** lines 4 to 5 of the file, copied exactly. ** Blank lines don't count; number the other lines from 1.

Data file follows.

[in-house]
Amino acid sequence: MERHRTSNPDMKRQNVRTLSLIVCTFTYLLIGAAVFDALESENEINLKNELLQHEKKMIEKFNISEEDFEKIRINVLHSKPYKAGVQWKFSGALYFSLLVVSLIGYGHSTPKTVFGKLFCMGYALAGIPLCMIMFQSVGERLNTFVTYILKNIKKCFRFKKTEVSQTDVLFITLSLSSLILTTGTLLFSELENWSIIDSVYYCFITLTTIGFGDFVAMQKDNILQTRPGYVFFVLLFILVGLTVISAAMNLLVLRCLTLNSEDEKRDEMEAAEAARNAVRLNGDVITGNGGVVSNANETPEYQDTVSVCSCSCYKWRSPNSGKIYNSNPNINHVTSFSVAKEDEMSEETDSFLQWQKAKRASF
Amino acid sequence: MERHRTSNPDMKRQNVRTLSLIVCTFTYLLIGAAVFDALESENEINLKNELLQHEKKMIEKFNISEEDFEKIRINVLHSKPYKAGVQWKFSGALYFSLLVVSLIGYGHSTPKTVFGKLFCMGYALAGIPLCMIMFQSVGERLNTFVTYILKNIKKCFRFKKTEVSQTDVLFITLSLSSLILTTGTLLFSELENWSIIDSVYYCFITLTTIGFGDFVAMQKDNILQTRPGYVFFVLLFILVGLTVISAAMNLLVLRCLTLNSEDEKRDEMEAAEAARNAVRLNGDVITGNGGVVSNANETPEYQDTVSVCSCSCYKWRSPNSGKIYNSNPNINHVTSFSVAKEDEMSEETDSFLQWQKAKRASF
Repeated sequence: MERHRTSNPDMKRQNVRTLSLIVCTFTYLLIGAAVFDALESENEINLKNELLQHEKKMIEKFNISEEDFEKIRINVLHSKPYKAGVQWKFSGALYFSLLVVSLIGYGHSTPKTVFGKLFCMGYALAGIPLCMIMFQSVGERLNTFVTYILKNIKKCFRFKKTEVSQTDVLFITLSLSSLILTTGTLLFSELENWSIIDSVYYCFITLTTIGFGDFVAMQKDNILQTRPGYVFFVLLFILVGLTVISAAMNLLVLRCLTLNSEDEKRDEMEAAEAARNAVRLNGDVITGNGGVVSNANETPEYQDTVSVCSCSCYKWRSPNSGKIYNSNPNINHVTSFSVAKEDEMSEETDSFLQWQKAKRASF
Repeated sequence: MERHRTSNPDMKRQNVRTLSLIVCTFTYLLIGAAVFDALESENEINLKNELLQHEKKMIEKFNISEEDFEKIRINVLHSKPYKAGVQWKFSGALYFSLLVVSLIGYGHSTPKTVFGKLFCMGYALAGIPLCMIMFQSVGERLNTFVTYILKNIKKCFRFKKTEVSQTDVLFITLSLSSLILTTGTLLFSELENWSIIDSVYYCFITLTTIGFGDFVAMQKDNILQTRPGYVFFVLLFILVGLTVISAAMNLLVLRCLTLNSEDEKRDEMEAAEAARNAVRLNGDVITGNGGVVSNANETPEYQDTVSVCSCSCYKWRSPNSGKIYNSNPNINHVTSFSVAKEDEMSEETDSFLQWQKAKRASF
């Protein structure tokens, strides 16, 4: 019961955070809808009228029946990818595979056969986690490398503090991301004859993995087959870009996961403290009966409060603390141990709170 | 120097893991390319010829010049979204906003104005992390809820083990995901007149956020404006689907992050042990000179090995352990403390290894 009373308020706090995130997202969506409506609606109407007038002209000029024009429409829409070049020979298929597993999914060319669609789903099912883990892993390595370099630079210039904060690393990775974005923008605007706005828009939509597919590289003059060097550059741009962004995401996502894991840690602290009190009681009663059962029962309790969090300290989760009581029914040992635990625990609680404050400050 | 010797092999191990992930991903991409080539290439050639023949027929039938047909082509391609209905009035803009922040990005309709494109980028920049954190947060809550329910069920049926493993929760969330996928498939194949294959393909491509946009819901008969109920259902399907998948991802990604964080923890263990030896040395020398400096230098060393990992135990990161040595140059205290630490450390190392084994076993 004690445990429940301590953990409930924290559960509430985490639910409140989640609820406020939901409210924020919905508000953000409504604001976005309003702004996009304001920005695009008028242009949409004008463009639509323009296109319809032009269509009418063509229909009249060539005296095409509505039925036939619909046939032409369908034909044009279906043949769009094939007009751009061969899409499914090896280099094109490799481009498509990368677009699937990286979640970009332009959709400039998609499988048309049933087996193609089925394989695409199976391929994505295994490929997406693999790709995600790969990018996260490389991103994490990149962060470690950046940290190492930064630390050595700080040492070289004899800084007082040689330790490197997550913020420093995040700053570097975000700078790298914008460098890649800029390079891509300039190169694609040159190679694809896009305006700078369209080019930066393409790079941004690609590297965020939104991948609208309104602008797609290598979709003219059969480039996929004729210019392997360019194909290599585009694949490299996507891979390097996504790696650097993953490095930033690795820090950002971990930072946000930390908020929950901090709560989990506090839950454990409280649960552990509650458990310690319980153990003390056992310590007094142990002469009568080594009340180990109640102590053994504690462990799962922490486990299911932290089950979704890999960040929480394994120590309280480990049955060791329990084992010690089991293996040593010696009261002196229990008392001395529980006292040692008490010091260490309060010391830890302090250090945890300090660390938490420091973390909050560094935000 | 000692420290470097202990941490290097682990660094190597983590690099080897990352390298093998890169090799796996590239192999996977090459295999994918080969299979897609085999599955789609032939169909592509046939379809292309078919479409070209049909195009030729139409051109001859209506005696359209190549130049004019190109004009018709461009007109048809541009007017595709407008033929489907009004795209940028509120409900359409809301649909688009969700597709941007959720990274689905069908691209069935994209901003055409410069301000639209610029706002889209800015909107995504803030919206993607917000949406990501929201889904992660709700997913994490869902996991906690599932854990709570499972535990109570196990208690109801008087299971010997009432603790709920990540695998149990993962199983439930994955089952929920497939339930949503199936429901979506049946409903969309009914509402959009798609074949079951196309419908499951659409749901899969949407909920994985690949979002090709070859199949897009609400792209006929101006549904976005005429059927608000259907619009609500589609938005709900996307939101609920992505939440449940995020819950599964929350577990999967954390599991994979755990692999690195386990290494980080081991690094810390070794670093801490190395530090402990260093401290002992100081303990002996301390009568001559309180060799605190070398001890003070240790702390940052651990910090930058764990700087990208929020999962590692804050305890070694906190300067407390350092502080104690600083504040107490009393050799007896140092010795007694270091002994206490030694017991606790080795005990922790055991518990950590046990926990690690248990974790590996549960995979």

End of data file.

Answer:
Repeated sequence: MERHRTSNPDMKRQNVRTLSLIVCTFTYLLIGAAVFDALESENEINLKNELLQHEKKMIEKFNISEEDFEKIRINVLHSKPYKAGVQWKFSGALYFSLLVVSLIGYGHSTPKTVFGKLFCMGYALAGIPLCMIMFQSVGERLNTFVTYILKNIKKCFRFKKTEVSQTDVLFITLSLSSLILTTGTLLFSELENWSIIDSVYYCFITLTTIGFGDFVAMQKDNILQTRPGYVFFVLLFILVGLTVISAAMNLLVLRCLTLNSEDEKRDEMEAAEAARNAVRLNGDVITGNGGVVSNANETPEYQDTVSVCSCSCYKWRSPNSGKIYNSNPNINHVTSFSVAKEDEMSEETDSFLQWQKAKRASF
Repeated sequence: MERHRTSNPDMKRQNVRTLSLIVCTFTYLLIGAAVFDALESENEINLKNELLQHEKKMIEKFNISEEDFEKIRINVLHSKPYKAGVQWKFSGALYFSLLVVSLIGYGHSTPKTVFGKLFCMGYALAGIPLCMIMFQSVGERLNTFVTYILKNIKKCFRFKKTEVSQTDVLFITLSLSSLILTTGTLLFSELENWSIIDSVYYCFITLTTIGFGDFVAMQKDNILQTRPGYVFFVLLFILVGLTVISAAMNLLVLRCLTLNSEDEKRDEMEAAEAARNAVRLNGDVITGNGGVVSNANETPEYQDTVSVCSCSCYKWRSPNSGKIYNSNPNINHVTSFSVAKEDEMSEETDSFLQWQKAKRASF